Microsoft Sends Out Security Patches For ‘Unsupported’ Windows 7 And All Older Versions Of Internet Explorer

Microsoft Windows 7 and Internet Explorer may have officially exited the free support window, but the platforms continue to receive patches for critical security vulnerabilities that keep popping up. The company has just sent out a security patch to protect PCs from an actively exploited JavaScript engine bug. The security flaw can potentially allow a remote attacker to execute arbitrary code in the context of the current user.

Microsoft has sent out an important security patch not just for the Windows 7 Operating System but also for multiple versions of Internet Explorer. While Windows 7 was long replaced by Windows 8 and by Windows 10, IE was replaced by Microsoft Edge. Despite the two platforms being officially out of the purview of free support, Microsoft has routinely been making exceptions and sending out patches to plug security loopholes that can be potentially exploited to take administrative control or remotely execute code.

Microsoft Patches New And Actively Exploited Security Bug In IE On Windows 7 OS:

A newly discovered and actively exploited security bug has been successfully patched by Microsoft. The security vulnerability, officially tagged as CVE-2020-0674 was being exploited in the wild. Microsoft has offered more details about the flaw. The official description of CVE-2020-0674 reads as follows:

A remote code execution vulnerability exists in the way that the scripting engine handles objects in memory in Internet Explorer. The vulnerability could corrupt memory in such a way that an attacker could execute arbitrary code in the context of the current user. An attacker who successfully exploited the vulnerability could gain the same user rights as the current user. If the current user is logged on with administrative user rights, an attacker who successfully exploited the vulnerability could take control of an affected system. An attacker could then install programs; view, change, or delete data; or create new accounts with full user rights.

In a web-based attack scenario, an attacker could host a specially crafted website that is designed to exploit the vulnerability through Internet Explorer and then convince a user to view the website. An attacker could also embed an ActiveX control marked “safe for initialization” in an application or Microsoft Office document that hosts the IE rendering engine. The attacker could also take advantage of compromised websites and websites that accept or host user-provided content or advertisements. These websites could contain specially crafted content that could exploit the vulnerability.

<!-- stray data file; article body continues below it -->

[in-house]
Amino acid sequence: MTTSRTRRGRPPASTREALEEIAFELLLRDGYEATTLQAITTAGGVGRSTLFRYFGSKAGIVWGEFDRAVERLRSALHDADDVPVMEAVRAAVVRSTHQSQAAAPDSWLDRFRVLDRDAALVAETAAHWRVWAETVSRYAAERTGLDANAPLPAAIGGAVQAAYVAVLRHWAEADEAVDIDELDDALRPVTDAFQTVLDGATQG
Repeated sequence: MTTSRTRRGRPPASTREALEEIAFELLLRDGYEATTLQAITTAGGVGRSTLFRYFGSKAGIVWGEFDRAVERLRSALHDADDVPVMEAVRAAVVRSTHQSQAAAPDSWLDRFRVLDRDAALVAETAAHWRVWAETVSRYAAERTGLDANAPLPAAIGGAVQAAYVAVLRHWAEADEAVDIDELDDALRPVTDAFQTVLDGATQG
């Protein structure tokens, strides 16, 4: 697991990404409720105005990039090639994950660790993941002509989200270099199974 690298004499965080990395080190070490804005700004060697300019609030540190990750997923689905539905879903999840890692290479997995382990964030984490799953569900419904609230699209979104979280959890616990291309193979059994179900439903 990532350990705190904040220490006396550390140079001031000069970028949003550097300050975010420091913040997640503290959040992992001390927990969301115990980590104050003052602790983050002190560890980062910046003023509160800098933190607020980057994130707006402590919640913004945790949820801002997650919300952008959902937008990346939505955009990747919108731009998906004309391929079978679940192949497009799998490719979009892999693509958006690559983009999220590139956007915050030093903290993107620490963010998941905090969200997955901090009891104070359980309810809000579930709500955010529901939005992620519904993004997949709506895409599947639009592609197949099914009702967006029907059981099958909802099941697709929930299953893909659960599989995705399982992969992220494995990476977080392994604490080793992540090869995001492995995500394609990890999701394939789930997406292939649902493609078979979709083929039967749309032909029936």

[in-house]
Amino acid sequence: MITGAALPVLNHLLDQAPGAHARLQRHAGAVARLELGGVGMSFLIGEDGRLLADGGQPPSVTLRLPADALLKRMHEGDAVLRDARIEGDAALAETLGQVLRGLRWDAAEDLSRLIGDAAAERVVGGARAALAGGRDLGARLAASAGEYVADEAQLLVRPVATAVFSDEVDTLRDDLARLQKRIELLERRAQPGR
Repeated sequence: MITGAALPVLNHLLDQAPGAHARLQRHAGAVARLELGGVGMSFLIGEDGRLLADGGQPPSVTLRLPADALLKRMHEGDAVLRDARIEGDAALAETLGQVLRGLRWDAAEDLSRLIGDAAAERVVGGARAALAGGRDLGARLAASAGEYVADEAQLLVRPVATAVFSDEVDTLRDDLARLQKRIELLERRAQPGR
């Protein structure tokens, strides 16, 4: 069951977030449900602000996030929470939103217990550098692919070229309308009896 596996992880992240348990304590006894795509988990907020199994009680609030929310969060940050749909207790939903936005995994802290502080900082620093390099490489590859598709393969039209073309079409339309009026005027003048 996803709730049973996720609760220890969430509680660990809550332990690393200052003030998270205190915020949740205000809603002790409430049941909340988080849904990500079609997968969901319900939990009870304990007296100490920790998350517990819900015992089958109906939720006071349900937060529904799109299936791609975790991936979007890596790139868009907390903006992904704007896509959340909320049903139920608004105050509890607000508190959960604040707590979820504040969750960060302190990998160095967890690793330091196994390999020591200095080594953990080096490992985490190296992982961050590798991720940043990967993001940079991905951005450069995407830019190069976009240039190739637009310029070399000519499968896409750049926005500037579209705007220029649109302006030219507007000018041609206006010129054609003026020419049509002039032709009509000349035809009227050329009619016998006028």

The security update addresses the vulnerability by modifying how the scripting engine handles objects in memory.

How Should Windows 7 And Internet Explorer Users Protect Themselves From The Newly Discovered Security Vulnerability?

The newly discovered security flaw in Internet Explorer is surprisingly easy to execute. The exploit can be triggered via any application that can host HTML such as a document or PDF. Although Windows 7 and IE users are most vulnerable, even Windows 8.1 and Windows 10 users are being targeted. In addition to these Windows OS versions, Microsoft is releasing a patch for Windows Server 2008, 2012, and 2019.

It is quite likely that Microsoft may have issued a non-optional security patch update to address the security vulnerability. Moreover, Microsoft has been strongly urging all Windows 7 and Windows 8.1 OS users to upgrade to Windows 10. The company has still allowed the free upgrade to Windows 10 option.

Microsoft has offered security patches for such unsupported platforms in the past. Moreover, the company does offer the Extended Security Update or ESU program. However, it is strongly recommended to upgrade to Windows 10 at the earliest.

Alap Naik Desai
A B.Tech Plastics (UDCT) and a Windows enthusiast. Optimizing the OS, exploring software, searching and deploying solutions to strange and weird issues is Alap's main interest.